Cerebral Vascular Responses to Physiological Stimulation of Sympathetic Pathways in Cats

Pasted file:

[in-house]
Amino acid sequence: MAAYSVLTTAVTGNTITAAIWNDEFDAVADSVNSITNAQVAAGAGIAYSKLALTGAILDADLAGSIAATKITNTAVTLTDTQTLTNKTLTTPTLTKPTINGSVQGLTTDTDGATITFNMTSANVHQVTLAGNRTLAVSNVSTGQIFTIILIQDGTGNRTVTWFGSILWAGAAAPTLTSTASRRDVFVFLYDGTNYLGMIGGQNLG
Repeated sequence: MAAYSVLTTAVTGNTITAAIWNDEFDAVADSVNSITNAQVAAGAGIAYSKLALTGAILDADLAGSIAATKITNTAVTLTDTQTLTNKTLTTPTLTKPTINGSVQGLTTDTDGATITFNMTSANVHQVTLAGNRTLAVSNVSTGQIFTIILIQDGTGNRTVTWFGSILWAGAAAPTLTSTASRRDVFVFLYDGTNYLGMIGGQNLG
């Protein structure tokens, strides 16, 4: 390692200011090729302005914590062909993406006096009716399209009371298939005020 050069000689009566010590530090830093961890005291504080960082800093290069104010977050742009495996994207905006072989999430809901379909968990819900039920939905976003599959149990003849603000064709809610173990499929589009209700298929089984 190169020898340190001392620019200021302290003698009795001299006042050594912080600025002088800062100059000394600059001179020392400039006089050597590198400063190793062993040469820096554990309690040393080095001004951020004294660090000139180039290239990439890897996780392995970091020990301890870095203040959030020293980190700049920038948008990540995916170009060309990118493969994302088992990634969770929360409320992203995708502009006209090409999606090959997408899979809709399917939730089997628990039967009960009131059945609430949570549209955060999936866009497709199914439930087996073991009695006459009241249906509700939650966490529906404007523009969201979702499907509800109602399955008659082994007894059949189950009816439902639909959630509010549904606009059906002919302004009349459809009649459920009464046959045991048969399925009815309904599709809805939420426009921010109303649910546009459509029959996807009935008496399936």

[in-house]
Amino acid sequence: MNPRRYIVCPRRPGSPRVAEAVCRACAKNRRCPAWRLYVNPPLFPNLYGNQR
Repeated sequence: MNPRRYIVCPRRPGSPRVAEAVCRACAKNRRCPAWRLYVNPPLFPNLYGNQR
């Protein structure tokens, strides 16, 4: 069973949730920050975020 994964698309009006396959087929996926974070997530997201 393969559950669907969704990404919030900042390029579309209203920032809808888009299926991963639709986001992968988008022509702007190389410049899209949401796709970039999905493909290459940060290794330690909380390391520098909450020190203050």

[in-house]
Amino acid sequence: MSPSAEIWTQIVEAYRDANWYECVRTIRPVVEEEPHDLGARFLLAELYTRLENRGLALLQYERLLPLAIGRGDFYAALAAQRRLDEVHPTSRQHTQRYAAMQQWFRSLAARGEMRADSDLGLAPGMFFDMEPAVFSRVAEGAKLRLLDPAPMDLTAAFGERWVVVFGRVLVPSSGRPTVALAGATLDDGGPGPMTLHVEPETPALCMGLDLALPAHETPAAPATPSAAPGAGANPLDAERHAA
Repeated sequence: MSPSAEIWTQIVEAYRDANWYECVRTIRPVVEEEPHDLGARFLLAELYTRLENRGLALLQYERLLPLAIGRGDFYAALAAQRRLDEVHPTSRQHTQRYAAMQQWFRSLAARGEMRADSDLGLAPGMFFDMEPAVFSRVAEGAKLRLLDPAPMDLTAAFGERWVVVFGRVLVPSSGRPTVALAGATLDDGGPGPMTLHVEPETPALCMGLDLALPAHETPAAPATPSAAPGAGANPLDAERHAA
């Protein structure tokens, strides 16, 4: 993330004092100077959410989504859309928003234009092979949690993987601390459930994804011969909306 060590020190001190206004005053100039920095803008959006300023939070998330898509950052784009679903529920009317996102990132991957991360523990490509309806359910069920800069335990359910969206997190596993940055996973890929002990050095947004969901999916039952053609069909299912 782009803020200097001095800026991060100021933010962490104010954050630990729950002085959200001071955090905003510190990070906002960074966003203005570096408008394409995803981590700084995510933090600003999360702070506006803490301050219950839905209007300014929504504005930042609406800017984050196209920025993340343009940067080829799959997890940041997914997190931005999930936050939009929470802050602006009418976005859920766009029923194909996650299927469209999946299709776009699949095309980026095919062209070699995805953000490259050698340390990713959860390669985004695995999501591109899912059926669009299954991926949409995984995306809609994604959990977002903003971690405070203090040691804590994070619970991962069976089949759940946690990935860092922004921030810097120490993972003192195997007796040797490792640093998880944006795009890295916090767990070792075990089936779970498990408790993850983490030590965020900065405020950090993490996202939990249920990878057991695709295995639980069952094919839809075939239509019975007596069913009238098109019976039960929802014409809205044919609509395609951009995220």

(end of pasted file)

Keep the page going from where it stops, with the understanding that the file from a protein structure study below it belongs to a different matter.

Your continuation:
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This study was designed to determine whether physiological activation of sympathetic pathways affects cerebral blood flow (CBF) and the integrity of the blood-brain barrier during hypertension. Increased sympathetic activity was induced in anesthetized cats by sinoaortic deafferentation (SAD), a procedure that results in acute, severe neurogenic hypertension. Sympathetic innervation of one cerebral hemisphere was interrupted by sectioning the superior cervical ganglion or the cervical sympathetic trunk. CBF was measured with microspheres, and disruption of the blood-brain barrier was evaluated using Evans blue dye. Following SAD, mean arterial pressure increased abruptly from 142 ± 8 (mean ± SE) to 226 ± 9 mm Hg, and total CBF increased from 31 ± 2 to 99 ± 15 ml/min per 100 g. Blood flow and the extent of disruption of the blood-brain barrier were less in the innervated hemibrain than in the denervated hemibrain. The influence of sympathetic nerves was most pronounced in cortical gray matter: blood flow was 24 ± 4% less (P < 0.05) in the cortical gray matter of the innervated hemibrain 1 minute following SAD. Additional studies were performed to determine whether physiological stimulation of sympathetic nerves constricts cerebral vessels during hemorrhagic hypotension in cats. During hypotension, blood flow was significantly lower in several regions of the innervated hemibrain compared to the denervated hemibrain, but the effect was very small. These results provide evidence for neural regulation of CBF when sympathetic tone is augmented by physiological stimuli during acute hypertension and hypotension. The data represent the first demonstration of a reduction in CBF when sympathetic nerves are activated physiologically during acute severe hypertension. cire Res 44: 288-294, 1979

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